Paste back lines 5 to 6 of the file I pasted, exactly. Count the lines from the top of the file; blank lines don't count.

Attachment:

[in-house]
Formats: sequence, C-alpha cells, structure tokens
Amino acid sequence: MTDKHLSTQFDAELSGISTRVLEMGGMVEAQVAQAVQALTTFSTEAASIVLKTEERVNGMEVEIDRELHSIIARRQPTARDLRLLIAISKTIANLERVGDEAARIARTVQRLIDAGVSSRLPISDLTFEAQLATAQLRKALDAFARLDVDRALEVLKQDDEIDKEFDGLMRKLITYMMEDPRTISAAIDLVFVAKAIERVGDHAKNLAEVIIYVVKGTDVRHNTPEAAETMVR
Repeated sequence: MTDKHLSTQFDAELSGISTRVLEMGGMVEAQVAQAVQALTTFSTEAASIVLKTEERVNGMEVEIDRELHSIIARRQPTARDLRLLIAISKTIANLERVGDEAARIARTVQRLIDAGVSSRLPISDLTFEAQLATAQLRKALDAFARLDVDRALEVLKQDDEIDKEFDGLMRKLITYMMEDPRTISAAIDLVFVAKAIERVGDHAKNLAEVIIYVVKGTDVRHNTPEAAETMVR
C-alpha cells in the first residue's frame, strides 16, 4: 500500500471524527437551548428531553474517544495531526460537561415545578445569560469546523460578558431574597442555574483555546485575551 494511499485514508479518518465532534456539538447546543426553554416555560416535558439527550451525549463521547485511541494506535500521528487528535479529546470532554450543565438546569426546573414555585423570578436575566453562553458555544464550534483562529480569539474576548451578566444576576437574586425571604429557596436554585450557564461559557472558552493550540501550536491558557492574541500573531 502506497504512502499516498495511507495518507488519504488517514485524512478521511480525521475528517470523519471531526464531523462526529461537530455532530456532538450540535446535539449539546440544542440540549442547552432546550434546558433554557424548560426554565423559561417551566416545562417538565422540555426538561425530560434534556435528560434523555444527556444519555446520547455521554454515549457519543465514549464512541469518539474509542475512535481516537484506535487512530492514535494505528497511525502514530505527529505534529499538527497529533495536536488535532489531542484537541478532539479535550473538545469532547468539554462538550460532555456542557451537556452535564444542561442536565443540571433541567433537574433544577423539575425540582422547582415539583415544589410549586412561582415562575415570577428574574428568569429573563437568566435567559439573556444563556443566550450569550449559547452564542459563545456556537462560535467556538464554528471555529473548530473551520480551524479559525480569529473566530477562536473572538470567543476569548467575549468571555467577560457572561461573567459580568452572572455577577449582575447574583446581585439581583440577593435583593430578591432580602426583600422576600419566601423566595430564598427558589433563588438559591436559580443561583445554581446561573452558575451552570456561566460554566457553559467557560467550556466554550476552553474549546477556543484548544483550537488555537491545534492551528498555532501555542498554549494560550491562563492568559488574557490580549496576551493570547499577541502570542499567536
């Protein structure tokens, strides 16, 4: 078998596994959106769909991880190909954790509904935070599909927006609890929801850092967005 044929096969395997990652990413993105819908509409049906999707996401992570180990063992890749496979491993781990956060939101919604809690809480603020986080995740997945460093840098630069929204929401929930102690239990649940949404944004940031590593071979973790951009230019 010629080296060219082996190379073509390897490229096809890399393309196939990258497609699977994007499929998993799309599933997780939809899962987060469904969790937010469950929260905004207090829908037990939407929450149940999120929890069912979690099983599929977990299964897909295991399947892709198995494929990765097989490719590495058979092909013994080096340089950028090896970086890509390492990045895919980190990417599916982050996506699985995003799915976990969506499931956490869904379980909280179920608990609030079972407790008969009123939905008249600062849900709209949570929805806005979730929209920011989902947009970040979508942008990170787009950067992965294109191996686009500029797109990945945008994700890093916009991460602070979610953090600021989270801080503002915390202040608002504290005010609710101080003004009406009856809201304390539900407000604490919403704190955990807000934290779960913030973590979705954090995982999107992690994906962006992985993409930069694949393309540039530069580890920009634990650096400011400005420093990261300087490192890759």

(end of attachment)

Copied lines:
C-alpha cells in the first residue's frame, strides 16, 4: 500500500471524527437551548428531553474517544495531526460537561415545578445569560469546523460578558431574597442555574483555546485575551 494511499485514508479518518465532534456539538447546543426553554416555560416535558439527550451525549463521547485511541494506535500521528487528535479529546470532554450543565438546569426546573414555585423570578436575566453562553458555544464550534483562529480569539474576548451578566444576576437574586425571604429557596436554585450557564461559557472558552493550540501550536491558557492574541500573531 502506497504512502499516498495511507495518507488519504488517514485524512478521511480525521475528517470523519471531526464531523462526529461537530455532530456532538450540535446535539449539546440544542440540549442547552432546550434546558433554557424548560426554565423559561417551566416545562417538565422540555426538561425530560434534556435528560434523555444527556444519555446520547455521554454515549457519543465514549464512541469518539474509542475512535481516537484506535487512530492514535494505528497511525502514530505527529505534529499538527497529533495536536488535532489531542484537541478532539479535550473538545469532547468539554462538550460532555456542557451537556452535564444542561442536565443540571433541567433537574433544577423539575425540582422547582415539583415544589410549586412561582415562575415570577428574574428568569429573563437568566435567559439573556444563556443566550450569550449559547452564542459563545456556537462560535467556538464554528471555529473548530473551520480551524479559525480569529473566530477562536473572538470567543476569548467575549468571555467577560457572561461573567459580568452572572455577577449582575447574583446581585439581583440577593435583593430578591432580602426583600422576600419566601423566595430564598427558589433563588438559591436559580443561583445554581446561573452558575451552570456561566460554566457553559467557560467550556466554550476552553474549546477556543484548544483550537488555537491545534492551528498555532501555542498554549494560550491562563492568559488574557490580549496576551493570547499577541502570542499567536
């Protein structure tokens, strides 16, 4: 078998596994959106769909991880190909954790509904935070599909927006609890929801850092967005 044929096969395997990652990413993105819908509409049906999707996401992570180990063992890749496979491993781990956060939101919604809690809480603020986080995740997945460093840098630069929204929401929930102690239990649940949404944004940031590593071979973790951009230019 010629080296060219082996190379073509390897490229096809890399393309196939990258497609699977994007499929998993799309599933997780939809899962987060469904969790937010469950929260905004207090829908037990939407929450149940999120929890069912979690099983599929977990299964897909295991399947892709198995494929990765097989490719590495058979092909013994080096340089950028090896970086890509390492990045895919980190990417599916982050996506699985995003799915976990969506499931956490869904379980909280179920608990609030079972407790008969009123939905008249600062849900709209949570929805806005979730929209920011989902947009970040979508942008990170787009950067992965294109191996686009500029797109990945945008994700890093916009991460602070979610953090600021989270801080503002915390202040608002504290005010609710101080003004009406009856809201304390539900407000604490919403704190955990807000934290779960913030973590979705954090995982999107992690994906962006992985993409930069694949393309540039530069580890920009634990650096400011400005420093990261300087490192890759």